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What impact did Mao have on the lives of Chinese people since 1949 in the following areas: economic, social and political?

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Introduction

What impact did Mao have on the lives of Chinese people since 1949 in the following areas: economic, social and political? In 1949 the Communists defeated the governing Kuomintang after years of Chinese civil war. The leader of the Communists and the man who was now to become the Chairman of China was Mao Tse-Tung. Mao had been at war or on the run from the Kuomintang for over 20 years and as leader of China he announced a vision of a new and peaceful China. The Communists' aims and policy was set out in the Common Programme, written in September 1949. It said that China would be a 'Peoples Democratic Dictatorship', with 'democracy for most people but a dictatorship for reactionaries'; anybody opposed to communism was classed as a reactionary. "The People's Republic of China strives for independence, democracy, peace, unity, prosperity and the strength of China..." these were the ideals that Mao set for the Chinese people but did this become reality? By splitting Chinese life and three categories, economic, social and political, I am trying to determine what impact Mao had on the lives of the Chinese people since 1949. Mao, like the Russian communists set out to reform China by using a series of set year plans. The first of these 'Five Year Plans' aimed to make China world class power, with the ability to rival other great Nations. ...read more.

Middle

Between 1959-62, 20 million people starved as a consequence of Mao's 'Great Leap Forward.' This shows that his skills as a leader surpassed his skills as a bureaucrat, and because of this many people died. For his crimes of 58-62 Mao was forced to step down as head of state in favour of a more liberal group - Liu Shaoqi, Zhou Enlai and Deng Xiaoping. In 1966, after four years of the 'Socialist Education Movement' (an attempt to re-divert public thinking back down the road of Maoist communism), Mao launched The Cultural Revolution. During this period large numbers of youthful zealots roamed the street of China's major cities, causing widespread lawlessness. The Cultural Revolution was a direct attempt by Mao to disrupt the control that the moderates had on China. It worked. Schools and collages remained closed for about a year. Leaving the Red Guards, as they were known, more time to humiliate 'reactionaries' and to read the thoughts of Mao. Many people began to idolise the party chairman. The leading moderates were removed from the party successfully, and Mao's task was accomplished. Many of the members of the Red Guards did not return to their schools though, instead 'going down to the country' as Mao recommended. This meant that by 1981, 120 million people in China were estimated to be illiterate. ...read more.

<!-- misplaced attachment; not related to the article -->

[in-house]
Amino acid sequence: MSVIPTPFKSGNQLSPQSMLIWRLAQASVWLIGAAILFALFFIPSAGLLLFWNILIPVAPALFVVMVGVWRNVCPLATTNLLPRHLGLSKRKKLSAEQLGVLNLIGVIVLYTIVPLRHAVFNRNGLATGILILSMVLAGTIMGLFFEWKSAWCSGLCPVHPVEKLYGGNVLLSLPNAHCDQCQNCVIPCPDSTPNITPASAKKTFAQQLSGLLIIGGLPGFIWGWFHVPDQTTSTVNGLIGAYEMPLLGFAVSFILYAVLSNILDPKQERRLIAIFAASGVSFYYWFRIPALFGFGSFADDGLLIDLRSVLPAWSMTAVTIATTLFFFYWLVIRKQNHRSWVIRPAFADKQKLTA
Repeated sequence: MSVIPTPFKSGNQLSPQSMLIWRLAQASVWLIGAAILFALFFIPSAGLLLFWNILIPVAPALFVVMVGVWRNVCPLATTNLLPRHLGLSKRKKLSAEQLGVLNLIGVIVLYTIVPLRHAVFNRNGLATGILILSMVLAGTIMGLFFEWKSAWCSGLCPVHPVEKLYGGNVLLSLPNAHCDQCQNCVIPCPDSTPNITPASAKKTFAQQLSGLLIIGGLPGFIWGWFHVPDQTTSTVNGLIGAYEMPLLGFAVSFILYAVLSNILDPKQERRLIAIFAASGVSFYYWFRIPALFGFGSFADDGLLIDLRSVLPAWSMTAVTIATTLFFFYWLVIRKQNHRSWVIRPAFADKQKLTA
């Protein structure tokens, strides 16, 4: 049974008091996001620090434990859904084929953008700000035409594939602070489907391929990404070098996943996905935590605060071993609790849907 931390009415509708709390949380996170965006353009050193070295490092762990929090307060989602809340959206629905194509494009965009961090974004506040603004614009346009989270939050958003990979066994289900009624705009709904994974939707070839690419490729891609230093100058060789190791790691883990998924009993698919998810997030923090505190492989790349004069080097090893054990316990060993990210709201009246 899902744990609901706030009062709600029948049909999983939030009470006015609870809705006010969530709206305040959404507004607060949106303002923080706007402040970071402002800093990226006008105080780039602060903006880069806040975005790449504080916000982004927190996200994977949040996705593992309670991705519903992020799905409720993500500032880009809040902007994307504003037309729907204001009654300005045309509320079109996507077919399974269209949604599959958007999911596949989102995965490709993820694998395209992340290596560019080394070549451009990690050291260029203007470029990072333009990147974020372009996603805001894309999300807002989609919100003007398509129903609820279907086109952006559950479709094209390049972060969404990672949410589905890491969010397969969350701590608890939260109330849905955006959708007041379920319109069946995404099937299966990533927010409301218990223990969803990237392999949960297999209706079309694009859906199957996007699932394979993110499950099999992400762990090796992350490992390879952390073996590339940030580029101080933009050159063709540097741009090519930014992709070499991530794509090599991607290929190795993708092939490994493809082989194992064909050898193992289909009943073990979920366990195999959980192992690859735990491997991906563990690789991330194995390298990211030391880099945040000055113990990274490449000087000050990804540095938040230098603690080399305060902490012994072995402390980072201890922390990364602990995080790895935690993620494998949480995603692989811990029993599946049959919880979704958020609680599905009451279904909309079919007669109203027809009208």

Conclusion

Deng had shown that he still supported some of Mao's ideas when he made clear that The CCP would still be the only party in China, he further showed his likeness to Mao in his ruthless suppression of the Democracy Wall movement in 1980. Freedom of Speech was removed from the constitution. Also, the 'One Child Policy' introduced in 1980 to curb the rise in population growth has it's Maoist flavours, as it puts the good of the collective above the desires of the individual. It was a necessary move, and one that Mao would probably have taken himself. In 1989 Deng's reforms were exposed as fallible. The capitalist problems of begging, unemployment, and reduced grain production due to cash cropping led to unrest among certain sections of the public. The Tiananmen Square incident showed Deng to be just as ruthless as Mao had been in keeping unwanted voices silent. To decide whether the Chinese people have been better off since the death of Mao you have to decide whether equality is more valuable to a nation than minority wealth. Since the death of Mao some people have enjoyed greater wealth and better education, but others have lost their jobs, or become poor compared to their neighbours. None have enjoyed greater freedom. In my opinion the Chinese people are not better off now than under Mao, as they have the worst of both worlds - the unemployment and stratification of capitalism, and the repression of communism. ...read more.

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